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To many investors it makes no sense. EMC (NYSE:EMC) owns 80% of VMware (NYSE:VMW). VMware's most important recent spin-out is the Pivotal Initiative, which is 62% owned by EMC. [GE (NYSE:GE) paid $105 million to get a 10% stake.]

Yet, whether you look at it from a near-term perspective or a long-term one, VMware has proven the better investment. The reason for that comes down to one word: hardware.

EMC's basic product line consists of Network Attached Storage units. These mostly consist of hard disk drives (increasingly with chip memory as a fast-access adjunct) arranged in clusters to create the "big data" environment clouds thrive on.

EMC has a comfortable lead in this area, with almost half the market according to Gartner Group, and the market is growing, at 21.6% a year according to a recent report from TechNavio.

But that's much slower than the cloud market itself is growing, according to 451 Research, which sees most niches in that space growing at about 40%/year.

You also have to consider the nature of hardware and software. Hardware costs decline along with Moore's Law, and its variants. Software costs don't drop in the same way. Software is still being written primarily by hand, and while the tools like languages to write it have gotten better, with new languages and assembly techniques that constantly abstract complexity, it's still hard work, done by hand, by people who are paid well for their time.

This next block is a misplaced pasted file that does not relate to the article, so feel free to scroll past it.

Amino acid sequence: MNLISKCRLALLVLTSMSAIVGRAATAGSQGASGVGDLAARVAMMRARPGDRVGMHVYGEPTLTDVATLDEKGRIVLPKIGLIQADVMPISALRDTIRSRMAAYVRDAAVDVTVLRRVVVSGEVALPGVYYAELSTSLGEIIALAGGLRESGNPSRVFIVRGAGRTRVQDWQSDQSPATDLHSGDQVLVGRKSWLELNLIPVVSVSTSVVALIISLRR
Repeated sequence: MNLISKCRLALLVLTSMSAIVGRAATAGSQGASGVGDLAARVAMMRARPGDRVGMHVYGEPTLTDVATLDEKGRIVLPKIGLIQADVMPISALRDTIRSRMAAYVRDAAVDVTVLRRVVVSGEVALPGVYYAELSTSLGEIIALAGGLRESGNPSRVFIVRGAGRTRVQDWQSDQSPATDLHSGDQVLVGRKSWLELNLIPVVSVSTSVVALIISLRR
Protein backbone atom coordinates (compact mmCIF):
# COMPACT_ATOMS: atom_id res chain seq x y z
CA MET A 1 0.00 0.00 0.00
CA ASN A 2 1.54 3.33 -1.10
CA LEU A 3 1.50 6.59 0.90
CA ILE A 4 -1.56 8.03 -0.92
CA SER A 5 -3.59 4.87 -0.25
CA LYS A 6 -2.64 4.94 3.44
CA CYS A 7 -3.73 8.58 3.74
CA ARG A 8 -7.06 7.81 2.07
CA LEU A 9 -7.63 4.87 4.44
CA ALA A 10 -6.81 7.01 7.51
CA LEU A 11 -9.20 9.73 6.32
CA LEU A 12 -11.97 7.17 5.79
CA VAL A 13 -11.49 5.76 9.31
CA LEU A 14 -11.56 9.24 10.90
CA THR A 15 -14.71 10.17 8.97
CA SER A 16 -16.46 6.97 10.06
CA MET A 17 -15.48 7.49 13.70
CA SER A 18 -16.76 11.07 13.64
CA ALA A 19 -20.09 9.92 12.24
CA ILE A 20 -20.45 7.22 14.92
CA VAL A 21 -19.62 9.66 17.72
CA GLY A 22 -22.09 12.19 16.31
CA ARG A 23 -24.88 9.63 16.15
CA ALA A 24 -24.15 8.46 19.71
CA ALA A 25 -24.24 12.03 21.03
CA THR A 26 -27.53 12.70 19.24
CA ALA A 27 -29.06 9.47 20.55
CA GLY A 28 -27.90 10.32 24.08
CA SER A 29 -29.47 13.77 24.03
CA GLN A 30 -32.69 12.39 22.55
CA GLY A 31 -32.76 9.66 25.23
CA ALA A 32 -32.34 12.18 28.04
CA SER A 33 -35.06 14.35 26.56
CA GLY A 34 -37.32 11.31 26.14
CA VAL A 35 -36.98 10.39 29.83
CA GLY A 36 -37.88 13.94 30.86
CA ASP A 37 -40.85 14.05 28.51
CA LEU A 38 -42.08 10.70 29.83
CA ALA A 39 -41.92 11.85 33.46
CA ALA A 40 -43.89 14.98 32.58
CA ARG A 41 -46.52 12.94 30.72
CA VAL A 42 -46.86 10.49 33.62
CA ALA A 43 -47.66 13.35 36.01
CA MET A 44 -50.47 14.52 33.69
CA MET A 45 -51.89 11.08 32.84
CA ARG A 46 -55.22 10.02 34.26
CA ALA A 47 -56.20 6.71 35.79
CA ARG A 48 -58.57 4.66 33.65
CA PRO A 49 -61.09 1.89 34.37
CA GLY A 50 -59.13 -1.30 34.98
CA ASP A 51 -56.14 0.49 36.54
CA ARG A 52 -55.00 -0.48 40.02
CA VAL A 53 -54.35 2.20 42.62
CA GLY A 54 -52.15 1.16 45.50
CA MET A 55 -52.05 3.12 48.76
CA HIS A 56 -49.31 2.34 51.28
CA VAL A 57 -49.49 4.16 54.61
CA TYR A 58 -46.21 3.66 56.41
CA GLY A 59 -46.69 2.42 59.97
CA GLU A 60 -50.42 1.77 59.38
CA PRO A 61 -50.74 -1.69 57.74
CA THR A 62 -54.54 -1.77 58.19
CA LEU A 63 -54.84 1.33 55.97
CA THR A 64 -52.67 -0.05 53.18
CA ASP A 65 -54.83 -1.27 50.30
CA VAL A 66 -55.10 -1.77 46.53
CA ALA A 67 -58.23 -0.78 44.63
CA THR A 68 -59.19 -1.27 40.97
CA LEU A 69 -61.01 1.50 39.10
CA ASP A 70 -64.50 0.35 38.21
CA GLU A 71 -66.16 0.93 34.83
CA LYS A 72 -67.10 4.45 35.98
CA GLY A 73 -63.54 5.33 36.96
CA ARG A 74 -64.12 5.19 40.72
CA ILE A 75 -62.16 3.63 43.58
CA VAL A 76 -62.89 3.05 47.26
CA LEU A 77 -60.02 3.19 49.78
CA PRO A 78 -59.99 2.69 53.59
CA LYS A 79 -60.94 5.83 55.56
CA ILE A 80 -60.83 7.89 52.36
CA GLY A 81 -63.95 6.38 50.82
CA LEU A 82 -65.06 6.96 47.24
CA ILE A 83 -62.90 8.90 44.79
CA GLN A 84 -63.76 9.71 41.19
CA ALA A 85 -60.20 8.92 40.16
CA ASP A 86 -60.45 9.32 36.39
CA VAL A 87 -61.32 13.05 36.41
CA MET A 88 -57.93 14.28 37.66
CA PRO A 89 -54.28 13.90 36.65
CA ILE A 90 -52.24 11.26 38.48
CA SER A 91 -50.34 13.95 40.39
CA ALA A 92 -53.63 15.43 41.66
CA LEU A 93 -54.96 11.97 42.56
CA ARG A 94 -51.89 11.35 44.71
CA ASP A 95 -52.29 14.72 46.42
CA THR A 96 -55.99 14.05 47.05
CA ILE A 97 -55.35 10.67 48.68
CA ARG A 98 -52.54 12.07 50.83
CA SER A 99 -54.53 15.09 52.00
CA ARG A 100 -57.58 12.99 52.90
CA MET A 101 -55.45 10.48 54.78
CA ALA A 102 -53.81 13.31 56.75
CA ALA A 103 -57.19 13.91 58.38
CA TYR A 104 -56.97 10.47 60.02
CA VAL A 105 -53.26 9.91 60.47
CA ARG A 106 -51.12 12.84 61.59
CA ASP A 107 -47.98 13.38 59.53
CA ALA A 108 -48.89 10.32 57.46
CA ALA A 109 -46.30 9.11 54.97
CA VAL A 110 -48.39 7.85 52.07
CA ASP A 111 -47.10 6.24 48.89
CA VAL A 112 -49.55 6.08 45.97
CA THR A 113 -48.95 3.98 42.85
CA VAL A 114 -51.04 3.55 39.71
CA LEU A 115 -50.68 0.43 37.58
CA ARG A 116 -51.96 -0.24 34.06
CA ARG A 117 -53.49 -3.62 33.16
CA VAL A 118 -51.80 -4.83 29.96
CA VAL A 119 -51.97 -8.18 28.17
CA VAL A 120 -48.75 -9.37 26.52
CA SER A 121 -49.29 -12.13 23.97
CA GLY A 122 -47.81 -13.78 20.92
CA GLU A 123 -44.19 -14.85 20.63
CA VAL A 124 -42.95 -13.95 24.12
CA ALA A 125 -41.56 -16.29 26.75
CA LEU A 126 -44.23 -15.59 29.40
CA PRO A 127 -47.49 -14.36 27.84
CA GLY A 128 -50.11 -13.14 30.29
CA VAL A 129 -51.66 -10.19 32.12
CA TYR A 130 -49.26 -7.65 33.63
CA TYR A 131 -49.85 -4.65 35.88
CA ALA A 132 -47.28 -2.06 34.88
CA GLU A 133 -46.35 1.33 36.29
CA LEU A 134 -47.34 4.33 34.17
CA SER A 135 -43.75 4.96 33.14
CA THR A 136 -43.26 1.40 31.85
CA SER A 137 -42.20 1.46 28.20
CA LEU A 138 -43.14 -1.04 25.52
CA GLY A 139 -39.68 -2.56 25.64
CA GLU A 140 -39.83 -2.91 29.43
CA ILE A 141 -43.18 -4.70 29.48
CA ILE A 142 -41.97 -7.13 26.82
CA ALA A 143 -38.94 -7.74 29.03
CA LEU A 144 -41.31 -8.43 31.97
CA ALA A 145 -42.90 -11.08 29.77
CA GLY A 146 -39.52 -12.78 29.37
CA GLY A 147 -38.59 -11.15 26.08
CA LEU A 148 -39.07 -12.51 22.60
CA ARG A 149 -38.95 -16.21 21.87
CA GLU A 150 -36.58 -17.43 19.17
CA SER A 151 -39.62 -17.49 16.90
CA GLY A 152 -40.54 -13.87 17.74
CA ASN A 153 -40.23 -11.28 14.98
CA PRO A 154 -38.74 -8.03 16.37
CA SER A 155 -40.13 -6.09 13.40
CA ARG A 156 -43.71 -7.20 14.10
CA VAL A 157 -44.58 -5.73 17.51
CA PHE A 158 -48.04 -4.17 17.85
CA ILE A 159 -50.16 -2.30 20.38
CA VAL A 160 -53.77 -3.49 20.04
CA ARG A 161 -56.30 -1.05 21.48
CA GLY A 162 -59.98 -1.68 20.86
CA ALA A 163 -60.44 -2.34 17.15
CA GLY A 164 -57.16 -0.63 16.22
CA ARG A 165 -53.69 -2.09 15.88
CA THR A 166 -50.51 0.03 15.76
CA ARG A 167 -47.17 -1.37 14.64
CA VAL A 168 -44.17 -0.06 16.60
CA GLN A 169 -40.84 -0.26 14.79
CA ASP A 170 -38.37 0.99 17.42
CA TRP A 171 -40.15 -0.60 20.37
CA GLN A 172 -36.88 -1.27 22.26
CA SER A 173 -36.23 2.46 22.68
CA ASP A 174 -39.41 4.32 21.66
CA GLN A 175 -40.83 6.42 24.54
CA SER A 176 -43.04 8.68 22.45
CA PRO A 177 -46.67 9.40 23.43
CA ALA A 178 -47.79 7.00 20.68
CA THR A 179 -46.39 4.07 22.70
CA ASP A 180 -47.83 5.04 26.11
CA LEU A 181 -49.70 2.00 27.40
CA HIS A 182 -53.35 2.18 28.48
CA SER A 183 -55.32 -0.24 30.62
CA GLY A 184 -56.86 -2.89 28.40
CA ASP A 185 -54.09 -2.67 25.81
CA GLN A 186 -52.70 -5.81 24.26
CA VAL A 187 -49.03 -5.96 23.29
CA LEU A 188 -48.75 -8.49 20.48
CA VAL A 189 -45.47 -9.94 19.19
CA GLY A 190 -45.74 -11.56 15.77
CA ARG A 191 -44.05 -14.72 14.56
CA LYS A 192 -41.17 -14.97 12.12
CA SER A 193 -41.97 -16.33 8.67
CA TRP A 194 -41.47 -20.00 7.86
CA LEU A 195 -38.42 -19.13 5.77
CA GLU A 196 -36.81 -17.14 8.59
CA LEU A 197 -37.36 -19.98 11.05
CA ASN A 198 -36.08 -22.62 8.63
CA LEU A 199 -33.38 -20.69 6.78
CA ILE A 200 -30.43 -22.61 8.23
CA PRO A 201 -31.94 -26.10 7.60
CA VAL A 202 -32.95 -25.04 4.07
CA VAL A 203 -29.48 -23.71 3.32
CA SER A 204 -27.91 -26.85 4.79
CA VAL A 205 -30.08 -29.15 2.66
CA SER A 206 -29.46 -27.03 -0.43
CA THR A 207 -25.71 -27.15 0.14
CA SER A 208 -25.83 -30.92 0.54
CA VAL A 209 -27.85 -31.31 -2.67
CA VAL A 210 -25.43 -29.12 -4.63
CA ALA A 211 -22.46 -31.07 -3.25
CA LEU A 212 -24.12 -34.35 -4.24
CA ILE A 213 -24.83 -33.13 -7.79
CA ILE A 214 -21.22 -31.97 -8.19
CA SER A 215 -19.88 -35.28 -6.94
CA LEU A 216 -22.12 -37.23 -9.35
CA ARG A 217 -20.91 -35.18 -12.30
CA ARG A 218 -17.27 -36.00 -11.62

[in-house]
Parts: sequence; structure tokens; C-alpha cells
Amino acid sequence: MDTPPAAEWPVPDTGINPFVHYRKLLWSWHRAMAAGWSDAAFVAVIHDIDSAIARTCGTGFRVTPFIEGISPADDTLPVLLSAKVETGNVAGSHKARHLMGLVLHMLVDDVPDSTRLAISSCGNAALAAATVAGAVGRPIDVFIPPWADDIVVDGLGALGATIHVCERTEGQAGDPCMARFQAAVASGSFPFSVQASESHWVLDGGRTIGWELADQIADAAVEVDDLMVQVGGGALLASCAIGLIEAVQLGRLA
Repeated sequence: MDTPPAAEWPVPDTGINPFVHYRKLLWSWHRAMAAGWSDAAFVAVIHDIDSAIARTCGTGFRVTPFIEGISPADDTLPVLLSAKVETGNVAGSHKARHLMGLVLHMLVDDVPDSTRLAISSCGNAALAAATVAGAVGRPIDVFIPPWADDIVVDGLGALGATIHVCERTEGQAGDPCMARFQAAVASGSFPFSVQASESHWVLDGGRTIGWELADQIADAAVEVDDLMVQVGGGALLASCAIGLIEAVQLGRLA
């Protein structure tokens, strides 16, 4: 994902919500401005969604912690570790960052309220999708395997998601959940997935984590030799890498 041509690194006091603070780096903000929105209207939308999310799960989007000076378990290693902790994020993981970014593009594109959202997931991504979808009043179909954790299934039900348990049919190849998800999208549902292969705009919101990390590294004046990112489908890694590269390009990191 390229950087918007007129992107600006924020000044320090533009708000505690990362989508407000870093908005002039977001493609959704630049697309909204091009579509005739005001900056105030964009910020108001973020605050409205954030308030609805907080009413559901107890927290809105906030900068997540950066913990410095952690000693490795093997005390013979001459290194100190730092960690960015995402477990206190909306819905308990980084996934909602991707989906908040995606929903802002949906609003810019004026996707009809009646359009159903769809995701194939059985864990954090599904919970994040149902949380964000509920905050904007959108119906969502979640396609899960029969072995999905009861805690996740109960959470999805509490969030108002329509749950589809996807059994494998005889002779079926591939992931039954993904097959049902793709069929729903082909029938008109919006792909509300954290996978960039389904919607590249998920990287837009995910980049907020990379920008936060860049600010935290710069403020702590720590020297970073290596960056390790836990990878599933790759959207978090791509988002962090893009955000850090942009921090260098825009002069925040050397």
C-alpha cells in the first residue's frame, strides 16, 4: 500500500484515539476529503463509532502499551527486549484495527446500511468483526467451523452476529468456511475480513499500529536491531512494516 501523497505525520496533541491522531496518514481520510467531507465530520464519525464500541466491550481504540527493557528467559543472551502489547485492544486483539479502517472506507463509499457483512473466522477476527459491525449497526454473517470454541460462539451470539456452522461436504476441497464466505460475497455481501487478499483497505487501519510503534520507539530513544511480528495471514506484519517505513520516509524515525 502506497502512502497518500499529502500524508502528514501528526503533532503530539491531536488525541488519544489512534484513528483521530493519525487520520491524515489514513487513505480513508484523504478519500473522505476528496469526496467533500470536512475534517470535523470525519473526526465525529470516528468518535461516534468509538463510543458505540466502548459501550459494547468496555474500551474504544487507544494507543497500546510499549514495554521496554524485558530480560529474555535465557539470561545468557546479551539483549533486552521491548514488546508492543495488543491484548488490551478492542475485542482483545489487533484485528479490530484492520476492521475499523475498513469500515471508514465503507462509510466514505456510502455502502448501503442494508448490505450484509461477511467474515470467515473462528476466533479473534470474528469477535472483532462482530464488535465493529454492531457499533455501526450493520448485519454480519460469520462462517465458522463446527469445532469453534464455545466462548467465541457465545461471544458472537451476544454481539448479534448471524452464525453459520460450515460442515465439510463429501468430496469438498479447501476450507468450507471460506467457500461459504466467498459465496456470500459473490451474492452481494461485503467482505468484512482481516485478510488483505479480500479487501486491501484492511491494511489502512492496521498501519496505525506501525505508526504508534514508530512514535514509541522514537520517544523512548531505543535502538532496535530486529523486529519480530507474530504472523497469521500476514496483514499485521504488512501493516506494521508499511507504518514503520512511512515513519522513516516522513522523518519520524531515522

While hardware declines as a factor in IT spending, in other words, software continues to gain. It's been like this for decades, and it's not changing.

So despite the fact that EMC's base business is doing well, it's not doing nearly as well as the company's software adjuncts, and it's unlikely that it ever will.

VMware, by contrast, is a pure software play. You not only get a piece of EMC's virtualization business, on which VMware is based, but also a piece of the Pivotal Initiative, with its Cloud Foundry cloud platform. A platform, unlike basis cloud infrastructure, includes the languages and other tools needed to create applications, and offers a higher value-add than infrastructure since it gets them closer to a solution.

Why, then, does EMC not break itself apart so stockholders can capture the value? It's because the hardware part of the business is both larger than and a more reliable generator of profits than the software business. EMC provides the capital back-up to keep VMware flying.

But we are approaching a tipping point, a point at which it will be clear that VMware is fully independent of EMC, and can stand on its own. If you're staying in EMC, which has gone nowhere over the last year and has gone up "just" 151% through the entire cloud era, you're betting on the company realizing this one day, and giving you the rest of VMware in a profitable way.

I don't see that happening at any time soon, but that's what you're buying with EMC today, hope.

Disclosure: I am long GE. I wrote this article myself, and it expresses my own opinions. I am not receiving compensation for it (other than from Seeking Alpha). I have no business relationship with any company whose stock is mentioned in this article.

Source: Why EMC Trails VMware